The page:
Right about now is the time when many of us are searching for scholarships and financial aid for our college-bound kids. Or maybe Junior is interviewing for his first job — or Muffy is buying her first car. In the middle of the paperwork, you might get a nasty surprise: your child’s credit report shows unpaid bills and a loan default. What? My child’s credit report? Children and young teens aren’t even legally able to open credit accounts on their own; you wouldn’t expect them to have a credit report. So what happened? Most likely, it’s identity theft.
A child's Social Security number can be used by identity thieves to apply for government benefits and tax refunds, open bank and credit card accounts, apply for a loan or utility service, or rent a place to live. The best way to know if your child’s information is being misused is to check for a credit report. Even if you don’t suspect identity theft, it’s a good idea to see if there is a credit file on your child. Do a check at their 16th birthday. And if needed, take action immediately.
When Langston Hughes wrote about a dream deferred (and asked whether it dries up like a raisin in the sun), he wasn’t necessarily thinking of scams. But many Spanish speakers found their immigration dreams deferred (if not ended) and their money taken by a Baltimore-based couple who promised help with immigration services.
Have you gotten an email with the subject line “Pending consumer complaint” that looks like it came from the FTC? The email warns that a complaint against you has been filed with the FTC. It asks you to click on a link or attachment for more information or to contact the FTC.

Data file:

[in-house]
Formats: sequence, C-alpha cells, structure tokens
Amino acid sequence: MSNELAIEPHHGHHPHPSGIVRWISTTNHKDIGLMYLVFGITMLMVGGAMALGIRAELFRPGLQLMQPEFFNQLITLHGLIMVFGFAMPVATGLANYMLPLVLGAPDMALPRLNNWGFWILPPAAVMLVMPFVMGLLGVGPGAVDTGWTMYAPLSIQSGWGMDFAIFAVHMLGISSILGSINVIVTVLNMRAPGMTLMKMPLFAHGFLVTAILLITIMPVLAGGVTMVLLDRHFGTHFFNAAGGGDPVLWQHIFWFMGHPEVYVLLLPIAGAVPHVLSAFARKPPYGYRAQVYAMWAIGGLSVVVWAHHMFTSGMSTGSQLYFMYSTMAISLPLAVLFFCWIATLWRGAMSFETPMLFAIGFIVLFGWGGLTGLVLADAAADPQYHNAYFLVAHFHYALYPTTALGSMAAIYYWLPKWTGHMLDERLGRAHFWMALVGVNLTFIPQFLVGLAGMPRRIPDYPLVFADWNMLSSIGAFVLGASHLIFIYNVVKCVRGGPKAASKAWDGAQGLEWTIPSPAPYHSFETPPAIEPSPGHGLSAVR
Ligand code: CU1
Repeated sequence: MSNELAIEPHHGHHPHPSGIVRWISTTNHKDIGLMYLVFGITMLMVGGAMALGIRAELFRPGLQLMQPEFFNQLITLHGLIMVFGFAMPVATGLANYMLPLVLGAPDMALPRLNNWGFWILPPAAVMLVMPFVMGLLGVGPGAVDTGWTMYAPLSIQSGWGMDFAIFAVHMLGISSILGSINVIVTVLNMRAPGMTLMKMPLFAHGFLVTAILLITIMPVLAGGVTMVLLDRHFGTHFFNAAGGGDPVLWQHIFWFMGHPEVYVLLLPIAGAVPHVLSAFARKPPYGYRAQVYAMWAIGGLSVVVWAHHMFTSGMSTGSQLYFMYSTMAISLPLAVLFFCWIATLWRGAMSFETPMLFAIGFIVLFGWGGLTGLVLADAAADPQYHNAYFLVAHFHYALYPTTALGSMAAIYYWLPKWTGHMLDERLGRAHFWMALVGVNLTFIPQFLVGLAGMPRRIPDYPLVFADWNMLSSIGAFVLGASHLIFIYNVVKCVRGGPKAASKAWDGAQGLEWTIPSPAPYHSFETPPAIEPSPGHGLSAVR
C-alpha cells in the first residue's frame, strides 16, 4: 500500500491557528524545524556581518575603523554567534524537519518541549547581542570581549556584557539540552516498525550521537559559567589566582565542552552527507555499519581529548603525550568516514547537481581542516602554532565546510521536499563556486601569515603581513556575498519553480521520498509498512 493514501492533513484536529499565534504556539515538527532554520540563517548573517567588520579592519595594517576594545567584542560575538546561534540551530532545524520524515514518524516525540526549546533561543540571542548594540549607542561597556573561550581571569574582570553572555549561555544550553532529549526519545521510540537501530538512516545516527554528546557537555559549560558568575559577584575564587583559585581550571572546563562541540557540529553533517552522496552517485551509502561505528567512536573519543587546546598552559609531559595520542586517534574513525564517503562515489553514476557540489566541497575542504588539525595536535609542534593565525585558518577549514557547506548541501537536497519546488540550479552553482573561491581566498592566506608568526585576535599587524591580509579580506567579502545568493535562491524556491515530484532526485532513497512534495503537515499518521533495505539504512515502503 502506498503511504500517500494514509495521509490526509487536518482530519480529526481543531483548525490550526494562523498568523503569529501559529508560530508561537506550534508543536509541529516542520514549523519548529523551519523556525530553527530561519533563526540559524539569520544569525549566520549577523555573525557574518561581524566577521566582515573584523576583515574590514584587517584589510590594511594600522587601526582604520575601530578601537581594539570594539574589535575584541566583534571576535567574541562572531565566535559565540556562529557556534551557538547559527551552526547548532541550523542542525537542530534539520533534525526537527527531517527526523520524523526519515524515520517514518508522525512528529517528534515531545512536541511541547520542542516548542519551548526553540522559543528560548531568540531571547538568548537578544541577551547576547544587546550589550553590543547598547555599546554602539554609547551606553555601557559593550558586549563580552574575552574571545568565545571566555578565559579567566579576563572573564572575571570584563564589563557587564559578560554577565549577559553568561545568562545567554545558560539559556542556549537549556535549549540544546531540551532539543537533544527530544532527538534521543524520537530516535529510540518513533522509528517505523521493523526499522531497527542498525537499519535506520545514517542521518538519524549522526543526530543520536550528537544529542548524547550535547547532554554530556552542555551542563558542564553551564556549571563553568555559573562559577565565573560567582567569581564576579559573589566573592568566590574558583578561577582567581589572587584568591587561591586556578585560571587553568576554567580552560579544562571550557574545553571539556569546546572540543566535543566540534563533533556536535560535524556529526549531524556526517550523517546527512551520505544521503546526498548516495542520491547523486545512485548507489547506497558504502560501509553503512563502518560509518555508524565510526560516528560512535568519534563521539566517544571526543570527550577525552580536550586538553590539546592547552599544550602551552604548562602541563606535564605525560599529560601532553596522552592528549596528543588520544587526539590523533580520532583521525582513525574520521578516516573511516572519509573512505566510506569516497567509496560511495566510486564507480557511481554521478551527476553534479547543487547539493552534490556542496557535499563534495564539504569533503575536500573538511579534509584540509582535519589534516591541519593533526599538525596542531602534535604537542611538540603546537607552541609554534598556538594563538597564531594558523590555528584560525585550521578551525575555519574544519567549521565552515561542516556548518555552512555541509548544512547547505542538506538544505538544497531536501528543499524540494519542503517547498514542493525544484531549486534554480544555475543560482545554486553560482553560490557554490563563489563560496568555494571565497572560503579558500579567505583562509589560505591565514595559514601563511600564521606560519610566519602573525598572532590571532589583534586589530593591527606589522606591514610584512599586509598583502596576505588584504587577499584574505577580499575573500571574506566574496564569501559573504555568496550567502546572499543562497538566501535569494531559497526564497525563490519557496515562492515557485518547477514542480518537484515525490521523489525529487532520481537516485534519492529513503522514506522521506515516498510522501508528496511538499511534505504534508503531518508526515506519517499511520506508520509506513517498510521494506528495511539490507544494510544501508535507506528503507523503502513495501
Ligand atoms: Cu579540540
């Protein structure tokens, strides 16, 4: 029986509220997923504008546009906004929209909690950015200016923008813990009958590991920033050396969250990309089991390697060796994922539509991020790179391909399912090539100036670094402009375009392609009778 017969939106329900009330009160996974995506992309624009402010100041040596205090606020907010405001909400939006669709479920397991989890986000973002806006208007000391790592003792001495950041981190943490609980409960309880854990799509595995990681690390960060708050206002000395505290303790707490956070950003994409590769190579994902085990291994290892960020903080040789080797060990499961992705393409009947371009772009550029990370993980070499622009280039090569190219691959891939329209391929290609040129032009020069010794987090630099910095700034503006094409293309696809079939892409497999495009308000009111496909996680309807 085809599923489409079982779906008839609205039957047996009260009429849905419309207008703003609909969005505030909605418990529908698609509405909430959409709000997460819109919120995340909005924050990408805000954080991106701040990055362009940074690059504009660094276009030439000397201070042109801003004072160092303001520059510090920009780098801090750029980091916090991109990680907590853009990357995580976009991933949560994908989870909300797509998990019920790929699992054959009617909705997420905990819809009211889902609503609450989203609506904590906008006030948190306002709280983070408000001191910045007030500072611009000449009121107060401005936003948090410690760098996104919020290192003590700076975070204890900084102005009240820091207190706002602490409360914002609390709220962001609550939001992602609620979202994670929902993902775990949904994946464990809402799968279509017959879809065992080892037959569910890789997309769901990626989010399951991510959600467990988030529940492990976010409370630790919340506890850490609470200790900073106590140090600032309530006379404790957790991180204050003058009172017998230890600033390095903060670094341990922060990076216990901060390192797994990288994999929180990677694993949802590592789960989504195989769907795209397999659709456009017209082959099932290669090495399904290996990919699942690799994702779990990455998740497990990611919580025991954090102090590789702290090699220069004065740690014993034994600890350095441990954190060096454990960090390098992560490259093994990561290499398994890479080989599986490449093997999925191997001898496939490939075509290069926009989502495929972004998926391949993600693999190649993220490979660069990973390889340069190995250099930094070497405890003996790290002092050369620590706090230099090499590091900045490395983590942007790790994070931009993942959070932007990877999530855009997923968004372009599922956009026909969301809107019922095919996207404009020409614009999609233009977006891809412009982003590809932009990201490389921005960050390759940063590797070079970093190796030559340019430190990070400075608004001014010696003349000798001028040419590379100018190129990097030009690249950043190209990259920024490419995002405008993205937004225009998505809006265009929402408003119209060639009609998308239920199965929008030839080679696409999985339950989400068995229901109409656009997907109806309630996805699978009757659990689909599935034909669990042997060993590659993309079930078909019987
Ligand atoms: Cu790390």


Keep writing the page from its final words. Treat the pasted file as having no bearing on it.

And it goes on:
These emails pull out all the stops to look official: They have an FTC seal, references to the “Consumer Credit Protection Act (CCPA)” and a “formal investigation,” and what look like real FTC links. The truth is that they’re fakes.
If you’re applying for a job or trying to rent an apartment, the employer or landlord might conduct a background check. They may hire a company to provide information like your employment history, your driving record, any criminal records, and your credit report. The information in the background report could make the difference in whether you get the job or apartment, so it’s important it be accurate.
Two companies that each made millions of dollars selling background reports, but didn’t take reasonable steps to make the reports completely accurate, recently settled Federal Trade Commission charges that they violated the Fair Credit Reporting Act and FTC Act.
If you’re in the market for a new or used car, you may be considering financing options. For example, you might get a loan from a bank or use dealership financing. In either case, you’ll have to sign a contract that specifies the terms, including how much money you owe and what your payments are.
If you’re a college student seeking financial aid, fill out the Free Application for Federal Student Aid (FAFSA) as soon as you can. Yes, I know, the deadline for submitting the FAFSA is June 30th, but many states and schools allocate funds on a first-come, first-served basis. What’s more, some states have deadlines for filing the FAFSA to be eligible for certain kinds of aid.
“Hereby you are notified that you have been scheduled to appear for your hearing that will take place in the court of Tallahassee in April 02, 2014 at 09:00 am.” Signed, the Clerk to the Court.
Sound official? Like the fake funeral notices we wrote about recently, emails like this have been going around trying to convince concerned — or curious — people to click on the supposed “court notice.”